Yesterday, February 20th, was Milarepa’s Anniversary. No, not his anniversary to his wife, because he didn’t have one, though he probably had some consorts along the way. I don’t know whether it the anniversary of his birth of his death, but I am assuming it’s his death, as Tibetans don’t tend to be into birthdays (many Tibetans living today don’t know what their birthdays are, especially ones originally from Tibet — including my own teacher, Khentrul Lodro Thaye Rinpoche). I was wondering to myself: what is the best way to celebrate Jetsun Milarepa’s birthday? I came up with some ideas:

  • read and recite Milarepa’s lifestory.
  • read, recite, and sing Milarepa’s songs.
  • OK, I might catch some flack for spontaneously devising my own Milarepa Guru Yoga, but here goes: visualize Milarepa above your head, in your heart, or in your palms. He is inseparable from your own teachers and all the buddhas and bodhisattvas of the ten directions and three times. He radiates healing light rays, which fill your whole body, infusing you with the blessings of Milarepa’s enlightened body, speech, and mind; bestowing empowerments upon you; and purifying you of your negative karma and obscurations.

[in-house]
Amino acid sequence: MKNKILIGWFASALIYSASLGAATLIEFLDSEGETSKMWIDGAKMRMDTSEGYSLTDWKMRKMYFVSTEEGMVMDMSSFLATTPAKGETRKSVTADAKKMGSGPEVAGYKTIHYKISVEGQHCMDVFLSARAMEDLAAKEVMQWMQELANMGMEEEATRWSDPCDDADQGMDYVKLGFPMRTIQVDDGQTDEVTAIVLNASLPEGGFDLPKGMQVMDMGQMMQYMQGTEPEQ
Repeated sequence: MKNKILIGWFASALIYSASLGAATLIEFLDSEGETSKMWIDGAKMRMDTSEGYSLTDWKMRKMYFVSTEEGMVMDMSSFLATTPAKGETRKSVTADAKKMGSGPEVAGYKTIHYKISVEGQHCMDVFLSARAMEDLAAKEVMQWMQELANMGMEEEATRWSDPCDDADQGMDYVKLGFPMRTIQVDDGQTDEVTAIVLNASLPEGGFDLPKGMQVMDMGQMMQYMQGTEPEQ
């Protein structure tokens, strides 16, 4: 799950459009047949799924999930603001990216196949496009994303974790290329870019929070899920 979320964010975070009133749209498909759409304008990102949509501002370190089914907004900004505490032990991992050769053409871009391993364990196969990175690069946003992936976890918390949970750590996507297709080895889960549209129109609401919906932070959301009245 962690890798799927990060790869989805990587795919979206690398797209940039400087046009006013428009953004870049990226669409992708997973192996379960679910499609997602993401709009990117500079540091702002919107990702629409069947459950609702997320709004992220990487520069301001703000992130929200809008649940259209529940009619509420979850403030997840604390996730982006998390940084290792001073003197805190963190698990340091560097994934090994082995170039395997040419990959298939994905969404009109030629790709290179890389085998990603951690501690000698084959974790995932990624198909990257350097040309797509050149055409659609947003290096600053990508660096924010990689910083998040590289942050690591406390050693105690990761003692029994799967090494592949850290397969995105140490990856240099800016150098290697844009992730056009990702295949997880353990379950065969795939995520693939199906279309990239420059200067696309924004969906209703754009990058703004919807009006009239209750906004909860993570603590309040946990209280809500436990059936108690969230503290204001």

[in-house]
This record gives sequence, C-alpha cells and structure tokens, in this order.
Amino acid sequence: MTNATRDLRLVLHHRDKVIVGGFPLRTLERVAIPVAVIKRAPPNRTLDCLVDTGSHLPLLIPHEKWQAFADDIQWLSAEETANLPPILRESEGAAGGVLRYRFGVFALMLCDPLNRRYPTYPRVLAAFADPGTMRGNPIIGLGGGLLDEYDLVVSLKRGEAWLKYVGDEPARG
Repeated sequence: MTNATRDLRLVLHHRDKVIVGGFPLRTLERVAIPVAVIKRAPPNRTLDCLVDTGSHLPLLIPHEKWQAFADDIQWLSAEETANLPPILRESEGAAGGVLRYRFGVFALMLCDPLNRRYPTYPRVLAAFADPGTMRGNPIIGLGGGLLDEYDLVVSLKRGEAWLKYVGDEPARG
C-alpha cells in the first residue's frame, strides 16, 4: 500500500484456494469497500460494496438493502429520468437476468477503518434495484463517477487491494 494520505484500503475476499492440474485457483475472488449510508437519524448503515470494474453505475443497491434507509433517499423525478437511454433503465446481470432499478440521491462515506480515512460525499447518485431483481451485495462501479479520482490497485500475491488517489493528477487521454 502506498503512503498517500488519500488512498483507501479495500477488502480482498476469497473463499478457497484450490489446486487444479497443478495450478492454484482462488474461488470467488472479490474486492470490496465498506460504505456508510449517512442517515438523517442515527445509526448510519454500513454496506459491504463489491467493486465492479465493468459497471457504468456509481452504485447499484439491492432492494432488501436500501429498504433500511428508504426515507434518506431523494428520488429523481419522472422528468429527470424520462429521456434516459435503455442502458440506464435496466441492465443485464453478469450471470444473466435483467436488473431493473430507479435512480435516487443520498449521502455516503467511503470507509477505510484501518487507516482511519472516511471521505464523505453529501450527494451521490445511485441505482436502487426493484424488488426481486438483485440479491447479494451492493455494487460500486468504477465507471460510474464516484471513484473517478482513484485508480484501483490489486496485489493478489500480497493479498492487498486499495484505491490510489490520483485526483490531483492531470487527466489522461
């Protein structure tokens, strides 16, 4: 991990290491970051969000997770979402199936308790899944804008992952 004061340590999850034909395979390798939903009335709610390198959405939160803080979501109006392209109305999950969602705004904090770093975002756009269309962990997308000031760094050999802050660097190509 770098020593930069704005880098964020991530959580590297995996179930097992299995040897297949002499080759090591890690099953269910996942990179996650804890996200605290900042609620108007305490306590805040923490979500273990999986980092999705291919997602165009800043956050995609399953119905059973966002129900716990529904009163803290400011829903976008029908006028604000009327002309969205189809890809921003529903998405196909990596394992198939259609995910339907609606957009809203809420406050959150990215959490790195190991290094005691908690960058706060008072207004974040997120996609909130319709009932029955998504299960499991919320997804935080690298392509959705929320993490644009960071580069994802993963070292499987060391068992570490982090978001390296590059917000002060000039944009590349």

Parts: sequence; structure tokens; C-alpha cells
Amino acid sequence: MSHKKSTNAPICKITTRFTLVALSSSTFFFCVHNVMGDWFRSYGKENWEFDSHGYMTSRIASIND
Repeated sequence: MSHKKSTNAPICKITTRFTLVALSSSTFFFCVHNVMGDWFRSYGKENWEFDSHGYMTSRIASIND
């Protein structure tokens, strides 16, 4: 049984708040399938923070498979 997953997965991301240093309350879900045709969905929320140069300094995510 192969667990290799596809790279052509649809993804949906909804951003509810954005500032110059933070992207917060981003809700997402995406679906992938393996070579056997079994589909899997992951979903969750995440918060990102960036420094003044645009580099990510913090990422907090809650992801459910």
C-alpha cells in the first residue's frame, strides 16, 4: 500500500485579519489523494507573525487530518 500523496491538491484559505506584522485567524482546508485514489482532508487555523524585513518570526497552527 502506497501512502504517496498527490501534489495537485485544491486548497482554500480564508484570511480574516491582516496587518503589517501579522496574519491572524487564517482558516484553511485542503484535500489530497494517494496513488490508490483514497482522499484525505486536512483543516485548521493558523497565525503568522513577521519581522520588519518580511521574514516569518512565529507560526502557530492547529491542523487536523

• chant praises of homage to Milarepa, such as: Homage to Jetsun Milarepa, Namo Jetsun Milarepaya (makeshift Sanskrit), Jetsun Milarepa la Chag Tsal Lo (Tibetan)
  • watch one of the two movies made about the life of Milarepa. The newer one by Neten Chokling Rinpoche is better, but the older, rarer Chinese production, while poorly produced, has its charms and good aspects too.
  • meditate a whole lot, like Milarepa
  • find and cave and sit in it, like Milarepa
  • make up and sing your own songs about spiritual matters, like Milarepa
  • drink and eat lots of nettles. Nettle tea is SO good, if you haven’t tried it yet. I highly recommend it. However, unlike Milarepa, do not consume so much that you turn green. Unless you really want to.

Since Milarepa Day is already passed, I suppose that this list is more useful for NEXT year’s Milarepa Day — keep posted, it should be sometime in late February (though not neccessarily February 20th, like this year — the Tibetan calendar is lunar based and changes a lot depending on the moon cycles, and on top of that it has it’s own way of readjusting and correcting itself, including literally skipping days!)

However, if you have devotion to Milarepa, then go ahead and try some of the things suggested above.

Here’s a suggestion for a Milarepa Dedication Prayer:

By this merit may we soon

attain the enlightened state of Milarepa

so that we may be able to liberate

all sentient beings from their sufferings

For those of you not familiar with Milarepa’s lifestory, here’s a little rundown from http://www.gyurmeling.com. Gyurme Ling is the monastery of Neten Chokling Rinpoche, who directed the recent Milarepa movie. I also happens to be the monastery where I will likely be teaching English to its young monks very soon:

Life story of Jetsun Milarepa: